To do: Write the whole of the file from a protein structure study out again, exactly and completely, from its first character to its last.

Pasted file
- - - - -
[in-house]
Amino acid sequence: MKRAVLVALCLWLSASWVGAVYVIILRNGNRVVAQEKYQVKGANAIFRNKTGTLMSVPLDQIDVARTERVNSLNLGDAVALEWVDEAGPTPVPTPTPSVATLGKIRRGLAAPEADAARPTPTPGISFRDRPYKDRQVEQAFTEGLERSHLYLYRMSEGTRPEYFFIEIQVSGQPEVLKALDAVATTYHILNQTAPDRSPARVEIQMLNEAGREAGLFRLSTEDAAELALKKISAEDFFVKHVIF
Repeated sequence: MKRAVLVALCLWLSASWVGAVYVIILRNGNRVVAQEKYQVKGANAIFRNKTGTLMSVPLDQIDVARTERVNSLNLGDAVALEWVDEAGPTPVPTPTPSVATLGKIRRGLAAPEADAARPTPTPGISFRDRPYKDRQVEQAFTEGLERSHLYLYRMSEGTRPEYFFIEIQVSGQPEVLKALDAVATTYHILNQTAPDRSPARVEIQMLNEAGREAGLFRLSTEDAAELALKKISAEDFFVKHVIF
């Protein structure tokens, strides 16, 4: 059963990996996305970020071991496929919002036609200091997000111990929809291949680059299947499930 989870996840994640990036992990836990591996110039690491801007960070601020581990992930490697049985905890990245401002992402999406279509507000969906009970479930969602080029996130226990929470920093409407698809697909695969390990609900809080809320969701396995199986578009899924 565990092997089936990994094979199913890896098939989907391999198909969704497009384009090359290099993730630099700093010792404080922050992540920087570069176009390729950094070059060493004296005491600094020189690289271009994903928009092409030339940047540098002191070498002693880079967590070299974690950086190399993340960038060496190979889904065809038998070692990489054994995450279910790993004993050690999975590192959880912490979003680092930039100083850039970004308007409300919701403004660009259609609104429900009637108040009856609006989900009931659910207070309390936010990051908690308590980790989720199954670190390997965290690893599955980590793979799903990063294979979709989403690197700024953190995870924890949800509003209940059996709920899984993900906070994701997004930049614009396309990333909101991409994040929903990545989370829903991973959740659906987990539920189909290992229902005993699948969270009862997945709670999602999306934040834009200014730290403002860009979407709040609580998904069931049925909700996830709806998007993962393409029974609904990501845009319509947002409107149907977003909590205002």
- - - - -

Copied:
[in-house]
Amino acid sequence: MKRAVLVALCLWLSASWVGAVYVIILRNGNRVVAQEKYQVKGANAIFRNKTGTLMSVPLDQIDVARTERVNSLNLGDAVALEWVDEAGPTPVPTPTPSVATLGKIRRGLAAPEADAARPTPTPGISFRDRPYKDRQVEQAFTEGLERSHLYLYRMSEGTRPEYFFIEIQVSGQPEVLKALDAVATTYHILNQTAPDRSPARVEIQMLNEAGREAGLFRLSTEDAAELALKKISAEDFFVKHVIF
Repeated sequence: MKRAVLVALCLWLSASWVGAVYVIILRNGNRVVAQEKYQVKGANAIFRNKTGTLMSVPLDQIDVARTERVNSLNLGDAVALEWVDEAGPTPVPTPTPSVATLGKIRRGLAAPEADAARPTPTPGISFRDRPYKDRQVEQAFTEGLERSHLYLYRMSEGTRPEYFFIEIQVSGQPEVLKALDAVATTYHILNQTAPDRSPARVEIQMLNEAGREAGLFRLSTEDAAELALKKISAEDFFVKHVIF
């Protein structure tokens, strides 16, 4: 059963990996996305970020071991496929919002036609200091997000111990929809291949680059299947499930 989870996840994640990036992990836990591996110039690491801007960070601020581990992930490697049985905890990245401002992402999406279509507000969906009970479930969602080029996130226990929470920093409407698809697909695969390990609900809080809320969701396995199986578009899924 565990092997089936990994094979199913890896098939989907391999198909969704497009384009090359290099993730630099700093010792404080922050992540920087570069176009390729950094070059060493004296005491600094020189690289271009994903928009092409030339940047540098002191070498002693880079967590070299974690950086190399993340960038060496190979889904065809038998070692990489054994995450279910790993004993050690999975590192959880912490979003680092930039100083850039970004308007409300919701403004660009259609609104429900009637108040009856609006989900009931659910207070309390936010990051908690308590980790989720199954670190390997965290690893599955980590793979799903990063294979979709989403690197700024953190995870924890949800509003209940059996709920899984993900906070994701997004930049614009396309990333909101991409994040929903990545989370829903991973959740659906987990539920189909290992229902005993699948969270009862997945709670999602999306934040834009200014730290403002860009979407709040609580998904069931049925909700996830709806998007993962393409029974609904990501845009319509947002409107149907977003909590205002």